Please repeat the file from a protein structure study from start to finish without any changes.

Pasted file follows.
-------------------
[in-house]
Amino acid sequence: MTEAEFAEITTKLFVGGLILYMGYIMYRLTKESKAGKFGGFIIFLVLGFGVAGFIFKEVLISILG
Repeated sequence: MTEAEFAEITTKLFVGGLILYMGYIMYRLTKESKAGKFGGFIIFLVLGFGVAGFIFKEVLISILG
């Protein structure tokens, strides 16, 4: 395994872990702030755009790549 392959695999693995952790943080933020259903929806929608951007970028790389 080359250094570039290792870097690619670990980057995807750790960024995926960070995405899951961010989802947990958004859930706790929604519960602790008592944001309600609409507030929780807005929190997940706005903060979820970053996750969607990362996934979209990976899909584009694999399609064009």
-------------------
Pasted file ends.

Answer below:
[in-house]
Amino acid sequence: MTEAEFAEITTKLFVGGLILYMGYIMYRLTKESKAGKFGGFIIFLVLGFGVAGFIFKEVLISILG
Repeated sequence: MTEAEFAEITTKLFVGGLILYMGYIMYRLTKESKAGKFGGFIIFLVLGFGVAGFIFKEVLISILG
């Protein structure tokens, strides 16, 4: 395994872990702030755009790549 392959695999693995952790943080933020259903929806929608951007970028790389 080359250094570039290792870097690619670990980057995807750790960024995926960070995405899951961010989802947990958004859930706790929604519960602790008592944001309600609409507030929780807005929190997940706005903060979820970053996750969607990362996934979209990976899909584009694999399609064009």